Editor’s note: This guest post is by Chris Lubienski, professor of education policy at the University of Illinois, where he is director of the Forum on the Future of Public Education. He is at twitter.com/CLub_edu
Some social justice advocates are quite enthralled with the possibilities of school choice. While district and enrollment boundaries reflect segregated residential patterns in the U.S., choice allows families to select schools across these artificial barriers, eradicating an important institutional impediment to equity. Moreover, schools then must compete to attract students, just like businesses strive to attract customers.
Charter schools reflect these ideals. It’s worth remembering that some of the early adopters of this innovation were progressive educators frustrated by the disservice that district-run public schools were doing to marginalized children. Charter schools embody the advantages of choice: giving parents alternatives, creating competition with public school districts, and offering the possibility of more socially integrated education based on interest, not race or residence. Compared to, say, vouchers, charters are the choice policy most favored by liberals. (Of course, charters also are embraced by conservative market advocates.)
Since the charter movement began, there have been debates about whether charter schools represent privatization. The recent issue of the Oxford Review of Education, which focuses on privatization, education and social justice, considers such questions and the equity implications.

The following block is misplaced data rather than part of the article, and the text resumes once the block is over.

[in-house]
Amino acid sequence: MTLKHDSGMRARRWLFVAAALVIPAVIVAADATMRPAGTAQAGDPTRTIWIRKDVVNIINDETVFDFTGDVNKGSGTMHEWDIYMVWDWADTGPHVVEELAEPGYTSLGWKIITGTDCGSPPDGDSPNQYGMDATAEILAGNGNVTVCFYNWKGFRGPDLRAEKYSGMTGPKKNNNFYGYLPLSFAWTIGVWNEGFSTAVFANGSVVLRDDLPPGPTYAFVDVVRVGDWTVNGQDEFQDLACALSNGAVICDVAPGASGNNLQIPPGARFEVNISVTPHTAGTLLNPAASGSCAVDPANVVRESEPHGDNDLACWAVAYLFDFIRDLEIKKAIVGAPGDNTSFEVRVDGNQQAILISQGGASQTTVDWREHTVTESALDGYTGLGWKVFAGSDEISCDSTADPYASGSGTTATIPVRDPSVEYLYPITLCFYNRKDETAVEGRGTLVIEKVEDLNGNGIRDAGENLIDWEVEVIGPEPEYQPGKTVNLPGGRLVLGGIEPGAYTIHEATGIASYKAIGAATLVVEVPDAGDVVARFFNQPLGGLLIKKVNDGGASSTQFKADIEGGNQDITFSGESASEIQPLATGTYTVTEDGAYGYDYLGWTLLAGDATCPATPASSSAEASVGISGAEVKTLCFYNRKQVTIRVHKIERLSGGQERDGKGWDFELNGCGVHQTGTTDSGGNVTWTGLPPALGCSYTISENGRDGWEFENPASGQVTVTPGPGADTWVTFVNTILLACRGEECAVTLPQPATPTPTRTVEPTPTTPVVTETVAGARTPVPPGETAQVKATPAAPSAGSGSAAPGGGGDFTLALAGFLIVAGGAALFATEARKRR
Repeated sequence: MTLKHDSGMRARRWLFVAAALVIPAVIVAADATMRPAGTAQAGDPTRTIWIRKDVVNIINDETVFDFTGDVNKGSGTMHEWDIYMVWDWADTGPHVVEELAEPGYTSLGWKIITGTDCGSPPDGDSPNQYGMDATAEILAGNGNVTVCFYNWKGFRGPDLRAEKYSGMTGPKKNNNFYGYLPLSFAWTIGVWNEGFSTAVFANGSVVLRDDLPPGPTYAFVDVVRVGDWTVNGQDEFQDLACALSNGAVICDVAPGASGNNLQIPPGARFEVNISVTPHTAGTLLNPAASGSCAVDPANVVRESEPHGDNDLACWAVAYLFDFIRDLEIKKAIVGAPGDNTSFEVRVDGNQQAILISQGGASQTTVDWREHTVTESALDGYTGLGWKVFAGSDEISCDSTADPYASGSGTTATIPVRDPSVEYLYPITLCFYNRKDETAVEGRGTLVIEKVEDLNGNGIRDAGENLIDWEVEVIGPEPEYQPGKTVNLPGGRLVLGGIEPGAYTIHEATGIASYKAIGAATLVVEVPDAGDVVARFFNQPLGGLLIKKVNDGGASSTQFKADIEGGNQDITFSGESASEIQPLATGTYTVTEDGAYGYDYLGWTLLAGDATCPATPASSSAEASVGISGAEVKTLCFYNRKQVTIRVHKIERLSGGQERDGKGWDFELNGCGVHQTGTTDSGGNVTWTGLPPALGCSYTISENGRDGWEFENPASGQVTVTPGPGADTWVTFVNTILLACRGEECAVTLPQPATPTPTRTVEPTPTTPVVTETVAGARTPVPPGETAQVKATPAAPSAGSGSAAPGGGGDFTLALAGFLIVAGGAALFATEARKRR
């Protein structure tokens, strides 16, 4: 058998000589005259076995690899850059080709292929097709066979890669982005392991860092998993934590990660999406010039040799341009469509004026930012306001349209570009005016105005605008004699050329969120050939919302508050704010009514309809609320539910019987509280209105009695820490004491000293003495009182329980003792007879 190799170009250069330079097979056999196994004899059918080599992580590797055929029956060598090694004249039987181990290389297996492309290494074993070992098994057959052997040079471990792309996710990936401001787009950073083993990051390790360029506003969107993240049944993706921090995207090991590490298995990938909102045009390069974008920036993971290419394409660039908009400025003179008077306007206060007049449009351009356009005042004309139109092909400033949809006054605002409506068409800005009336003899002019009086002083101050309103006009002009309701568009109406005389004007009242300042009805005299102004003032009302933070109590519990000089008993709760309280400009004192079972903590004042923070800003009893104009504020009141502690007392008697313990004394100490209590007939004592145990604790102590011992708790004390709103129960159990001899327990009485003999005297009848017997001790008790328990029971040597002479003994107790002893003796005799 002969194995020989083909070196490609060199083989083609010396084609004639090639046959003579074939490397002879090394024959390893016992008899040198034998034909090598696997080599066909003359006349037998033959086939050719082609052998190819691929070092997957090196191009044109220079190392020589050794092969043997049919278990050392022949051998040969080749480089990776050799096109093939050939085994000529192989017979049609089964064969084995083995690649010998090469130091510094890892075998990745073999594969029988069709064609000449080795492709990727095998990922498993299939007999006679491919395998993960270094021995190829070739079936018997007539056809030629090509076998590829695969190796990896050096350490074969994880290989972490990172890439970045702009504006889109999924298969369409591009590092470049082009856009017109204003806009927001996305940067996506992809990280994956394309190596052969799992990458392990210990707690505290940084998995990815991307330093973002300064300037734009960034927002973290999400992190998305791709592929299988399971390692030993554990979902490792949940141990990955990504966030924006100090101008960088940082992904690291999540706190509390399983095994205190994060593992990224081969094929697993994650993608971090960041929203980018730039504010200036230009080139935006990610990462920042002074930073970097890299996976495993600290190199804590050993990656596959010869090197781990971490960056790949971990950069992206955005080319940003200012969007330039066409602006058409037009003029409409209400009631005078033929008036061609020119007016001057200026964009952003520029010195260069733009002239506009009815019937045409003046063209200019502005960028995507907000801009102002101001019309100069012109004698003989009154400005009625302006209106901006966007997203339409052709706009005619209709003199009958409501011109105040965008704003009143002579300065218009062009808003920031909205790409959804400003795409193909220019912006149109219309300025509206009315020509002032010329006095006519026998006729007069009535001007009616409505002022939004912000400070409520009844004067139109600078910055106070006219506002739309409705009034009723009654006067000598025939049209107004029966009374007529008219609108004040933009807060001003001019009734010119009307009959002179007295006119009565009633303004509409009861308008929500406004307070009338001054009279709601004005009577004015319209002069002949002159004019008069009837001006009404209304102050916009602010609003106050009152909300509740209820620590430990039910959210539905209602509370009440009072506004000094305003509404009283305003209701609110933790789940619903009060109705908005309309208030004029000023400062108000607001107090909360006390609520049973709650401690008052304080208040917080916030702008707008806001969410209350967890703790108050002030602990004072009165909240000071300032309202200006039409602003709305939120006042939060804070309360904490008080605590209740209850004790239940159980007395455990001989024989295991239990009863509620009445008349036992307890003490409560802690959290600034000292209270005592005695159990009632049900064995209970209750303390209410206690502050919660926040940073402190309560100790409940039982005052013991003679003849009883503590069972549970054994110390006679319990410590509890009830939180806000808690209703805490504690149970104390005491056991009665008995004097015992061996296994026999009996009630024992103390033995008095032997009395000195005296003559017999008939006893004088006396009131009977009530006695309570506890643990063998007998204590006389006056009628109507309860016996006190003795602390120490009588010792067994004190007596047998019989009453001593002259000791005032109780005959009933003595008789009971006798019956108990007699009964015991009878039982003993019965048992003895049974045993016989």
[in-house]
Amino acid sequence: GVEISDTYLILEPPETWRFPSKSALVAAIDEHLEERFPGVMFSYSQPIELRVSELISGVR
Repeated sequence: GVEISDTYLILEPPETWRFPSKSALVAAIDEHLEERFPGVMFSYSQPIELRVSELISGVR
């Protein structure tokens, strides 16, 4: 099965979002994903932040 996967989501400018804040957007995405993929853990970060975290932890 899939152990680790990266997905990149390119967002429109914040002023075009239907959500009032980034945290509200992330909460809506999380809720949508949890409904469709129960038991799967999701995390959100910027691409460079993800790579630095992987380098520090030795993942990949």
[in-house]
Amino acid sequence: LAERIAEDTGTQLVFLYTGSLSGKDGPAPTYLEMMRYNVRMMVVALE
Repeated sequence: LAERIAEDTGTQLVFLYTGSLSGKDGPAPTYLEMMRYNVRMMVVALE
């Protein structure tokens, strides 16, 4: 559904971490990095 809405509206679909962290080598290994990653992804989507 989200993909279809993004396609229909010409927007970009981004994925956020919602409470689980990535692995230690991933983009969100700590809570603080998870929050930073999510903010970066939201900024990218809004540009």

In the classic sense of the term, it’s difficult to argue that charter schools “privatize” public education. Unlike, say, the transfer of state-run industries to private owners in Latin America in the 1980s and 1990s, ownership of public schools is generally not being shifted to private hands. In fact, one could argue the opposite is happening, as some private schools have opted into the publicly funded system to become charter schools, and many families have left tuition-based private schools for “free” taxpayer-funded charter schools.
Yet it’s also difficult to ignore the large-scale shift in American educational governance. Within a few short years, large swaths of urban systems run by elected school boards have been transferred to private (for-profit and non-profit) management groups. In Los Angeles, 100,000 students are now in charter schools. More than 1 in 3 public school students in Detroit, Kansas City and the District of Columbia now attend privately run charter schools. Policymakers are aggressively shutting down Chicago’s neighborhood public schools and inviting in private charter operators. Louisiana embraced charter schools as the primary reform model for re-making public education in post-Katrina New Orleans, where some 80 percent of students now attend charter schools. This is a remarkable record for a school model that didn’t exist 25 years ago.
So in this broader view, it would seem charters serve as a vehicle for moving governance of public education away from public control. Moreover, the charter movement is serving as the primary entry point for private investment seeking to reconfigure public education into a site for profit-making.